Red Bull North America lost its motion to dismiss a $60-million wrongful death lawsuit involving a man who drank four cans of the energy drink every day for five years. Lemley v. Red Bull N. Am., No. 17-33 (S.D. Ga., order entered May 16, 2017). The suit alleges that reports dating back to 2000 show energy drinks cause fatal cardiovascular injuries to consumers. The court found the plaintiff had adequately pleaded the elements of fraud and the complaint stated a valid claim for relief. The U.S. Food and Drug Administration released adverse reports involving energy drinks in 2012—including reports of cardiovascular symptoms—but its investigation found no causal link between the drinks and the alleged injuries and deaths. In addition to damages for tort claims, the plaintiff is seeking $30 million in punitive damages. Issue 635
Energy-drink company Rockstar faces a putative class action alleging the company underfilled cans of its coffee drinks, giving the company an unfair competitive advantage and shortchanging consumers. Podawiltz v. Rockstar, Inc., No. 17-0477 (D. Ore., filed March 26, 2017). The plaintiff claims he bought several cans of Rockstar’s coffee drinks labeled “15 fl oz [473 ml],” but that independent lab testing showed the cans contained an average of 443 milliliters, about six percent less. For an alleged violation of the Oregon Unlawful Trade Practices Act, the plaintiff seeks class certification, injunctive relief, an accounting, restitution, damages and attorney’s fees. Issue 629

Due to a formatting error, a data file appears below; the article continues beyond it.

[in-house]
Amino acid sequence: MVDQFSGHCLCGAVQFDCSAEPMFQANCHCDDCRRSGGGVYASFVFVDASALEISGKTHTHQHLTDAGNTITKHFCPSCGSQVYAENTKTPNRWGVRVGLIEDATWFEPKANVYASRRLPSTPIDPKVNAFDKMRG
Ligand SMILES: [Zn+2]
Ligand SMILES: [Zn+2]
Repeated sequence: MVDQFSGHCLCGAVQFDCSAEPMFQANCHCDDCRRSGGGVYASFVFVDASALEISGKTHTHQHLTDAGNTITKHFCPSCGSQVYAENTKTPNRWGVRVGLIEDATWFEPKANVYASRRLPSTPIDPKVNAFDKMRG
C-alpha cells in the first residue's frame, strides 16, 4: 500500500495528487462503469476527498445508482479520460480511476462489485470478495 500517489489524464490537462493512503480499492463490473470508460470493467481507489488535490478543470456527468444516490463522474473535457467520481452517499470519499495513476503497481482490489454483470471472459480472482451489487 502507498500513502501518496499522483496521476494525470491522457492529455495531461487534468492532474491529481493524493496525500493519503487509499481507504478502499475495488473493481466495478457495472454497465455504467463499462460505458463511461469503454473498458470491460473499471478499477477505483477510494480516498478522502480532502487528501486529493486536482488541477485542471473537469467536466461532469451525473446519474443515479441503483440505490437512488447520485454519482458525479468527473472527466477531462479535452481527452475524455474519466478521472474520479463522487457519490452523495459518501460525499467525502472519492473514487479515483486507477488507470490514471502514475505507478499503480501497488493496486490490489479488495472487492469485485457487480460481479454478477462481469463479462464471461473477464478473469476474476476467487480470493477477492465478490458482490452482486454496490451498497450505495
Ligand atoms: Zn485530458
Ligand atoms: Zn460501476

Two people have been convicted of conspiracy in charges related to a scheme to distribute counterfeit 5-Hour Energy drinks. United States v. Shayota, No. 15-0264 (N.D. Cal., verdict entered November 28, 2016). The couple, Joseph and Adriana Shayota, produced several million bottles of a drink manufactured under unsanitary conditions and labeled the drink with 5-Hour Energy's packaging. Before beginning that scheme, the couple reportedly bought 5-Hour Energy drinks intended for the Mexican market, repackaged them and sold them in the United States for a price well below the retail price. Six other defendants pleaded guilty to similar charges, and 5-Hour Energy maker Living Essentials won a $20-million civil judgment in March 2016. See Los Angeles Times, November 30, 2016. Issue 624